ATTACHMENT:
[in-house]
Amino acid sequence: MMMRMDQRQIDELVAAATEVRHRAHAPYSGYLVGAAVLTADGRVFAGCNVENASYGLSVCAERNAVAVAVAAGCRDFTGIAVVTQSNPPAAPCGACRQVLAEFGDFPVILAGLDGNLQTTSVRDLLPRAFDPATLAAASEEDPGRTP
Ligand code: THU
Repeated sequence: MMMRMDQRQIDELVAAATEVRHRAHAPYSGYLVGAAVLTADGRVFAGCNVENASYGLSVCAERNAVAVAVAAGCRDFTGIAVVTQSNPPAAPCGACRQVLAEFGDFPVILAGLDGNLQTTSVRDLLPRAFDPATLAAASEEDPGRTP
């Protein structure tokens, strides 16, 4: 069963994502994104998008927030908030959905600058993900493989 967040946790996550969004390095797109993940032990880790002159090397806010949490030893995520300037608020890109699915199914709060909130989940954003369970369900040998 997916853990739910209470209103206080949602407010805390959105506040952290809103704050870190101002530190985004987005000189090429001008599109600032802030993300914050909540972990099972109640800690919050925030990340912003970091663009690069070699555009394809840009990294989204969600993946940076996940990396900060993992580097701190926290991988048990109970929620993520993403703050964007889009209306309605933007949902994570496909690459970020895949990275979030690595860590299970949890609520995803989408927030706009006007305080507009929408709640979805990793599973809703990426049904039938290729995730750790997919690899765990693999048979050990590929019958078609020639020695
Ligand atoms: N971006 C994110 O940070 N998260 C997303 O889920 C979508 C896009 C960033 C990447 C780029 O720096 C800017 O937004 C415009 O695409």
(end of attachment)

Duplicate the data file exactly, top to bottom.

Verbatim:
[in-house]
Amino acid sequence: MMMRMDQRQIDELVAAATEVRHRAHAPYSGYLVGAAVLTADGRVFAGCNVENASYGLSVCAERNAVAVAVAAGCRDFTGIAVVTQSNPPAAPCGACRQVLAEFGDFPVILAGLDGNLQTTSVRDLLPRAFDPATLAAASEEDPGRTP
Ligand code: THU
Repeated sequence: MMMRMDQRQIDELVAAATEVRHRAHAPYSGYLVGAAVLTADGRVFAGCNVENASYGLSVCAERNAVAVAVAAGCRDFTGIAVVTQSNPPAAPCGACRQVLAEFGDFPVILAGLDGNLQTTSVRDLLPRAFDPATLAAASEEDPGRTP
């Protein structure tokens, strides 16, 4: 069963994502994104998008927030908030959905600058993900493989 967040946790996550969004390095797109993940032990880790002159090397806010949490030893995520300037608020890109699915199914709060909130989940954003369970369900040998 997916853990739910209470209103206080949602407010805390959105506040952290809103704050870190101002530190985004987005000189090429001008599109600032802030993300914050909540972990099972109640800690919050925030990340912003970091663009690069070699555009394809840009990294989204969600993946940076996940990396900060993992580097701190926290991988048990109970929620993520993403703050964007889009209306309605933007949902994570496909690459970020895949990275979030690595860590299970949890609520995803989408927030706009006007305080507009929408709640979805990793599973809703990426049904039938290729995730750790997919690899765990693999048979050990590929019958078609020639020695
Ligand atoms: N971006 C994110 O940070 N998260 C997303 O889920 C979508 C896009 C960033 C990447 C780029 O720096 C800017 O937004 C415009 O695409």